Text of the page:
You do not have to be good.
You do not have to walk on your knees
For a hundred miles through the desert, repenting.
You only have to let the soft animal of your body
love what it loves.
Tell me about your despair, yours, and I will tell you mine.
Meanwhile the world goes on.
Meanwhile the sun and the clear pebbles of the rain
are moving across the landscapes,
over the prairies and the deep trees,
the mountains and the rivers.
Meanwhile the wild geese, high in the clean blue air,
are heading home again.
Whoever you are, no matter how lonely,
the world offers itself to your imagination,
calls to you like the wild geese, harsh and exciting —
over and over announcing your place
in the family of things.

by Mary Oliver. 

"Wild Geese ”

(via abiding-in-peace)




look at that strut

oh queen




And my body slopes toward yours no matter how level the ground.

—Rosmarie Waldrop, from “Conversation 2” in Curves to the Apple (via proustitute)







erin-omalley:

I was lucky to be on an airplane the other day, in a windowseat, facing west, with a plastic cup of seltzer water and a camera..There is a different quality to the light up there, so much closer to the source







this just made me giggle so hard




White men make up approximately 36% of the population, but commit 75% of mass shootings. What would be called terrorism by any other skin tone is suddenly some mysterious unnamed disease. We as a society are perfectly happy to further stigmatize mentally ill people, who are far more likely to be victims of violence than commit violence, in the service of protecting white supremacy and male entitlement.

—(via athousandsweetkissies)




A German officer visited Picasso in his Paris studio during the Second World War. There he saw Guernica and, shocked at the modernist chaos of the painting, asked Picasso: “Did you do this?” Picasso calmly replied: “No, you did this.” 







amare-habeo:

René Magritte (1898-1967) - A masquerade ball (Le Bal Masqué), 1958




mucholderthen:

THE HEMIHELIX: Scientists discover a new shape while messing around with rubber bands.  Warning: perversions are involved.

Figure 1. Illustration of a helix (top), a hemihelix with one perversion marked by an arrow (middle) and a hemihelix with multiple perversions (bottom).  The scale bar is 5 cm for each image. Credit: Jiangshui Huang

Figure 2. Sequence of operations leading to the spontaneous creation of hemihelices and helices.  Credit: Jia Liu

  • Starting with two long elastomer strips of different lengths,
  • the shorter one is stretched to the same length as the other.
  • While the stretching force, P, is maintained,
  • the two strips are joined side-by-side.
  • Then, as the force is slowly released,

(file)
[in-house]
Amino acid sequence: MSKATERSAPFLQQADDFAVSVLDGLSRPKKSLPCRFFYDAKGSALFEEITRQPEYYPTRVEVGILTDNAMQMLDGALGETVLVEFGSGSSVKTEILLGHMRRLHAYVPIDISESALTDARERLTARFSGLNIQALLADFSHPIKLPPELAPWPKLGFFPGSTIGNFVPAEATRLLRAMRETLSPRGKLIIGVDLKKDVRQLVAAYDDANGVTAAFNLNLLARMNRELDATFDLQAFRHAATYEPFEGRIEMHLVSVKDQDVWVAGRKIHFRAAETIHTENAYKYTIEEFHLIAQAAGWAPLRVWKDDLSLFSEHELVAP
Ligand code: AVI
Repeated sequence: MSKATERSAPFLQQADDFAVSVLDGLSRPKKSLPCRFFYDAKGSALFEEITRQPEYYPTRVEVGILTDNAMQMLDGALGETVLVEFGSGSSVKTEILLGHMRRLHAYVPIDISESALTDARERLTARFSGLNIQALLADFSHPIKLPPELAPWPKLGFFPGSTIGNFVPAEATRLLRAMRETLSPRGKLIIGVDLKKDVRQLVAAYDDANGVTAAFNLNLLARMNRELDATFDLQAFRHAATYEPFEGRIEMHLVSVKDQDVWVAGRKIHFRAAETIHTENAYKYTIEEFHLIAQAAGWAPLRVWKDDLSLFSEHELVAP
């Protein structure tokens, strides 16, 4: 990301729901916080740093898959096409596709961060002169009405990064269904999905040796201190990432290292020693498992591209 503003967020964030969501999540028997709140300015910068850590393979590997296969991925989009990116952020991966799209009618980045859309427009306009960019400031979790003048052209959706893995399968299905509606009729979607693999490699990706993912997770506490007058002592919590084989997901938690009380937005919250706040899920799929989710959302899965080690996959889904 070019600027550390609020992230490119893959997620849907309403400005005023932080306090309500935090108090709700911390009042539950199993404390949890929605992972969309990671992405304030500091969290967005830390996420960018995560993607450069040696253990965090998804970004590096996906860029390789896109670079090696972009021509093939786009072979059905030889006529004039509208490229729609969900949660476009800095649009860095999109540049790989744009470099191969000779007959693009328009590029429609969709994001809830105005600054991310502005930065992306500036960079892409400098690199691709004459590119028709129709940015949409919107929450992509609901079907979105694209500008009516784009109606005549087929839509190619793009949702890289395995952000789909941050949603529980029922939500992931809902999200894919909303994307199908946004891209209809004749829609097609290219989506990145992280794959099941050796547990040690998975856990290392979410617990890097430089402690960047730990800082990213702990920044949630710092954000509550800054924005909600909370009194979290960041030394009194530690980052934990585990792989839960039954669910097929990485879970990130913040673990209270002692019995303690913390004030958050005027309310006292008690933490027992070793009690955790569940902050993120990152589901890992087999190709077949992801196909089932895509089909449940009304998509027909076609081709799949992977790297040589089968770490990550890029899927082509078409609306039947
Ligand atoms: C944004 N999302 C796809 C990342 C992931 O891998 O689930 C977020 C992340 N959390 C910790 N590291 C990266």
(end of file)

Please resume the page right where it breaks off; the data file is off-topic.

• the bi-strip twists and bends to create either a helix or a hemihelix. 

Figure 4. Snapshots recorded from the finite element simulations, illustrating the formation of (A) a helix, (B) a hemihelix with single perversion and (C) a hemihelix with 12 perversions.

——————————————————

Jia Liu, Jiangshui Huang, Tianxiang Su, Katia Bertoldi, David R. Clarke:
"Structural Transition from Helices to Hemihelices  in the journal PLoS ONE — 23 April 2014

Nature abounds with complex, three-dimensional shapes. Of these, the helix and spiral are amongst the most ubiquitous, often emerging during growth from initially straight or flat 2-D configurations. For instance, initially straight roots form helical shapes while attempting to penetrate more compact soils.

NOTE:  Something is said to be chiral if it is not identical in shape to its mirror image; the simplest example is the human hand. 

Similarly, as seed pods open, a chirality-creating mechanism turns an initially flat pod valve into a helix. In other instances, the chirality can switch during growth as noted by Asa Gray and Darwin in their studies of plant tendrils. They noted that as a growing plant tendril circumnutates [that is, twists around] it can attach to another object and then, being fixed at both ends, its chirality reverses in between to maintain its topology as it continues to grow.

This reversal of chirality - often referred to as a perversion - forms what we term here a simple hemihelix. More generally, we introduce the term hemihelix to describe multiple reversals in chirality connected by perversions

Read more about this in a general way at Physics.org News …

For the math and a lot of discussion, go to PLoS ONE




La Grande Tapisserie (The Great Tapestry) by Julien des Monstiers, 2013.




I don’t let go of my concepts. I meet them with understanding. Then they let go of me.

—Byron Katie (via beherenowandzen)




erin-omalley:

Image and video hosting by TinyPic

light splaying out, in a wonderful & gifworthy type of motion